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Headshot of Emily Lakdawalla

Emily Lakdawalla

Senior Editor and Planetary Evangelist

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Emily Lakdawalla is a passionate advocate for the exploration of all of the worlds of our solar system. Through blogs, photos, videos, podcasts, print articles, Twitter, and any other medium she can put her hand to, Emily shares the adventure of space exploration with the world.

Emily holds a Bachelor of Arts degree in geology from Amherst College and a Master of Science degree in planetary geology from Brown University. She came to The Planetary Society in 2001 to oversee a portion of the Society's Red Rover Goes to Mars project, an education and public outreach program on the Mars Exploration Rover mission funded by LEGO. She has been writing and editing the Planetary Society Blog since 2005, reporting on space news, explaining planetary science, and sharing beautiful space photos. She appears weekly on the Society's Planetary Radio podcast, answering listener questions or rounding up the latest space news from the blog.

Emily has been an Administrator of the forum since 2005, supporting a worldwide community of amateur space image processors. She is also a contributing editor to Sky & Telescope magazine.

She is now writing her first book, tentatively titled Curiosity on Mars: Design, Planning, and the First Mars Year of Operations, due out from Springer-Praxis in 2015. The book will explain the development, design, mission, and science of Curiosity with the same level of technical detail that she delivers in the Planetary Society Blog.

Emily can be reached at or @elakdawalla on Twitter.

Latest Blog Posts

New Horizons releases new color pictures of Charon, high-resolution lookback photo of Pluto

Posted 2015/10/02 06:05 CDT | 8 comments

Now that New Horizons is regularly sending back data, the mission is settling into a routine of releasing a set of captioned images on Thursdays, followed by raw LORRI images on Friday. The Thursday releases give us the opportunity to see lovely color data from the spacecraft's Ralph MVIC instrument. This week, the newly available color data set covered Charon.

Favorite Astro Plots #1: Asteroid orbital parameters

Posted 2015/10/01 03:42 CDT | 2 comments

This is the first in a series of posts in which scientists share favorite planetary science plots. For my #FaveAstroPlot, I explain what you can see when you look at how asteroid orbit eccentricity and inclination vary with distance from the Sun.

NASA announces five Discovery proposals selected for further study

Posted 2015/09/30 03:39 CDT | 20 comments

NASA announced the first-round selections for its next Discovery mission today. A total of five planetary mission concepts -- three targeted at asteroids, two at Venus -- will move to the next stage of the competition.

The solar system at 1 kilometer per pixel: Can you identify these worlds? The answers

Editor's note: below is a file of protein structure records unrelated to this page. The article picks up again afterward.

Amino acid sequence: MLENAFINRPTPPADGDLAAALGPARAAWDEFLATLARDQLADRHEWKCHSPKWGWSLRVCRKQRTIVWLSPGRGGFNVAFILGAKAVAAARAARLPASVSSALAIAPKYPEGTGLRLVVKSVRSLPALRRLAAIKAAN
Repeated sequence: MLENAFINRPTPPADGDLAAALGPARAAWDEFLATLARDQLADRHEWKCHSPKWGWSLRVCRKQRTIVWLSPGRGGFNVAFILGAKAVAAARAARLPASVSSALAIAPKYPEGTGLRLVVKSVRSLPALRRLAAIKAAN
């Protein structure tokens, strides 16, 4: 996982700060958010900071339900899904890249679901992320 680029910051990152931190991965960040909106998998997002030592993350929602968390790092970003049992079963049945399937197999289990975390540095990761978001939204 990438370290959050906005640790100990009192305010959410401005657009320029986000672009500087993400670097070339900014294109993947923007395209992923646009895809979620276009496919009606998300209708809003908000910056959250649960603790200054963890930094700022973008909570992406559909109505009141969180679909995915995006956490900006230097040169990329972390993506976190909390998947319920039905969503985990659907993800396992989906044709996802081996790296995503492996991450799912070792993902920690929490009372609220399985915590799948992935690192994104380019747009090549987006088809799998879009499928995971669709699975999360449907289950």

Posted 2015/09/30 10:00 CDT | 13 comments

Last Friday I posted an image containing 18 samples of terrain, all shown at the same scale. Were you able to figure out which square was which? Here are the answers.

NASA's Mars Announcement: Present-day transient flows of briny water on steep slopes

Posted 2015/09/28 02:26 CDT | 27 comments

NASA held a press briefing today to publicize a cool incremental result in the story of present-day liquid water on Mars. How big a deal is this story? Was all the pre-announcement hype justified? Is this just NASA discovering water on Mars for the zillionth time? What does this mean for things many space fans care about: life on Mars or future human exploration?

The solar system at 1 kilometer per pixel: Can you identify these worlds?

Posted 2015/09/25 02:27 CDT | 13 comments

A look at the surfaces of 18 worlds in our solar system, all at the same scale.

Lose yourself in this high-resolution portrait of Pluto

Posted 2015/09/24 04:45 CDT | 13 comments

Enlarge this image to its full 8000-pixel-square glory and lose yourself in it.

Checking in on Uranus and Neptune, September 2015 edition

Posted 2015/09/22 01:28 CDT | 5 comments

There are no spacecraft at Uranus or Neptune, and there haven't been for 30 and 25 years, respectively. So we depend on Earth-based astronomers to monitor them, including Damian Peach.

Older blog posts »

Latest Processed Space Images

Swath across Charon

Swath across Charon

Posted 2015/09/27 | 1 comments

This is a mosaic of four images captured by New Horizons' Long-Range Reconnaissance Imager (LORRI) while the LEISA spectrometer was examining the color of Charon's surface. It has been rotated to place north approximately up. Charon's terrain is surprisingly diverse for such a relatively small world located so distant from the Sun.

Rhea on the rings with Prometheus and Janus

Rhea on the rings with Prometheus and Janus

Posted 2015/09/22 | 0 comments

Cassini was nearly two million kilometers away from Rhea on March 28, 2010 when it captured this approximately natural color view of the moon sitting in front of Saturn's rings. In the background are two much smaller moons, Prometheus (sitting in front of the F ring on the left) and Janus (above the rings to the right).



Posted 2015/09/22 | 0 comments

Three Cassini images of Janus captured on April 7, 2010 were stacked to compose this view.

More pictures processed by Emily Lakdawalla »

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